Revive the Businesses and Social Framework We Lost
Business failures are more than economic losses – they are social wounds harming individuals, families, and neighborhoods alike. Throughout our economic history, however, “main” streets have bounced back through small scale resilience, lot-by-lot, business-by-business. Reviving these businesses will require an emphasis on social function.
The social character of online experience during this pandemic has been interesting, but it did replace main streets, village centers, waterfronts, and places that bring people together. In fact, the pandemic has taught us just how much we love places with high intensity social interaction. The resilience of Wisconsin Dells comes from its history as a social experience. The resilience of Brady Street (during Harleyfest) comes from the surrounding density that infuses this neighborhood main street with social interactions. Moreover, if one business on Brady Street fails, other businesses keep the street lively until a new entrepreneur arrives.
The point is simple: as this pandemic evolves, we should not retreat from public life, but hasten a healthy, safe, and inevitable revival.
Reuse Our Environments for New Private and Public Activities
Reusing our built environment must also include celebrations of our communities. All components of our business streets can be a canvas for new ideas. Streets, sidewalks, parking lots, building walls, vacant parcels – all of them can be reused in ways that create stronger social bonds and economic vitality. Empty buildings and underutilized infrastructure are not a new phenomenon. We must not ignore this part of our built environment but adapt it to new social and economic activity.
We can heal “main street USA” by customizing new uses, adding resources, adapting programs, and rewriting regulations. For example, the accompanying sketch shows one proposal for social reuse of vacant lots, building walls, and parklets on Second Street in Milwaukee. This type of action requires modest resources along with new regulations and programs. It builds continuity on a fragmented main street by using the gaps between buildings as opportunities for social activity. Reusing main streets in this way must be thoughtful, avoiding quick fixes and over-reactions. Planned recovery can start small and scale up incrementally. At GRAEF we are committed to continue this strategy of bottom-up planning for resilient main streets and dynamic community centers.
Remaking a neighborhood main street requires low-cost, high visibility, innovative improvements – not just a conventional streetscape, but customized components that fit the neighborhood and businesses.
Remake Our Built Environment with the Insights We Have Gained
Crises can unlock once-in-a-lifetime opportunities to remake our built environment. Some will blame the pandemic’s impact on density, others will point to social interaction. Some dense areas, however, did not become hotspots and some rural areas suffered more than others. Each community has its own story. Each neighborhood main street needs its own solution for remaking the built environment and social infrastructure. The accompanying sketches on illustrate one way to start small, remake an urban main street, and rethink our communities as social entities.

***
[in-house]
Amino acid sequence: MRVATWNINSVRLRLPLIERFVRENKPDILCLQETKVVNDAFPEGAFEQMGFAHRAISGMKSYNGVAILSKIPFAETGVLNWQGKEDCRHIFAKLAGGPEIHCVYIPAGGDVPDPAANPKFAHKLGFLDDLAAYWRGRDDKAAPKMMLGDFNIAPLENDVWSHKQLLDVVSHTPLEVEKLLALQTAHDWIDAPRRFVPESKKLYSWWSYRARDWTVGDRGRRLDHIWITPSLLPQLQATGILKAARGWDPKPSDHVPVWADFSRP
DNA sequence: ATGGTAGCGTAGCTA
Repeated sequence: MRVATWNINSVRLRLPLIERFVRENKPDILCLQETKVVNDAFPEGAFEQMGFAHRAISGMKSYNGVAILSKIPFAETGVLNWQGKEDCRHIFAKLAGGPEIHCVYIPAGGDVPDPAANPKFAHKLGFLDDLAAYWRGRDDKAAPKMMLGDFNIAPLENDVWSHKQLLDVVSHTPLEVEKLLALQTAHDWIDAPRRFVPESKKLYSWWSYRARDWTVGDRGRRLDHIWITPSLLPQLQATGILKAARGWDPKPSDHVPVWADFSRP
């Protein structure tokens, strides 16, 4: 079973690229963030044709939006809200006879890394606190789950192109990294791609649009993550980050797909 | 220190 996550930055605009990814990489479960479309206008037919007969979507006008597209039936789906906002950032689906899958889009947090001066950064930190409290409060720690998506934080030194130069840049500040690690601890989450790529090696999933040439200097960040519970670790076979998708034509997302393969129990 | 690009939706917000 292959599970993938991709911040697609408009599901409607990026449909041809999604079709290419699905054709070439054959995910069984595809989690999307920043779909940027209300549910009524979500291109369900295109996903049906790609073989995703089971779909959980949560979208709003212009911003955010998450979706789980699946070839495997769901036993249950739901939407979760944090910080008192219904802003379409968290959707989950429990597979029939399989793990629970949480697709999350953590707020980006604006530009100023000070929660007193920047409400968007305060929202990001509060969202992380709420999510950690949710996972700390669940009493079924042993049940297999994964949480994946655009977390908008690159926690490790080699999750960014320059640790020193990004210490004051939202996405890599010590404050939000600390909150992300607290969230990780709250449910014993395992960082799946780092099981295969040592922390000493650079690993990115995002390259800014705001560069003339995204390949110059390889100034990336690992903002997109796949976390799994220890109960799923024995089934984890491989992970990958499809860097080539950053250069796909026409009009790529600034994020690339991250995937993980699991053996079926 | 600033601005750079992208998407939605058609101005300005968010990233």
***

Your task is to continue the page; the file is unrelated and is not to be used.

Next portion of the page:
As planners we must take the long view in both directions – looking ahead to future decades while remembering historical lessons. For example, think about the aftermath of the Spanish Flu. During that pandemic people were forced to isolate, schools were closed, and public gatherings curtailed. Sound familiar? When that crisis ended, our communities realized that public life must be restored. Then, the decade following the Spanish Flu began one of the greatest periods of increased social interaction – they even called it the “Roaring Twenties” (not the “Reclusive Twenties”). Perhaps we can we become the “Resilient Twenties”? Let’s imagine that as we rebuild.
We will provide tools and training that planners can use to hear and elevate the voices of historically marginalized and disadvantaged residents.
- Encourage planners to develop relationships and partnerships with leaders and groups that can help draw underrepresented residents into planning processes.
- Identify and promote other community engagement methods that are effective at finding and elevating the voices of marginalized residents.
- Use the APA-WI Equity Network for Peer Training.
Ready to continue the conversation?
GRAEF’s Planning + Urban Design team sees this as the time to remake our neighborhoods, districts, and larger communities – to foster a new era of social connectedness and social resilience. “We are all in this together,” not just through the pandemic, but through the recovery and beyond.
Please let us know your thoughts and if you would like to continue the conversation. You can reach us at email@example.com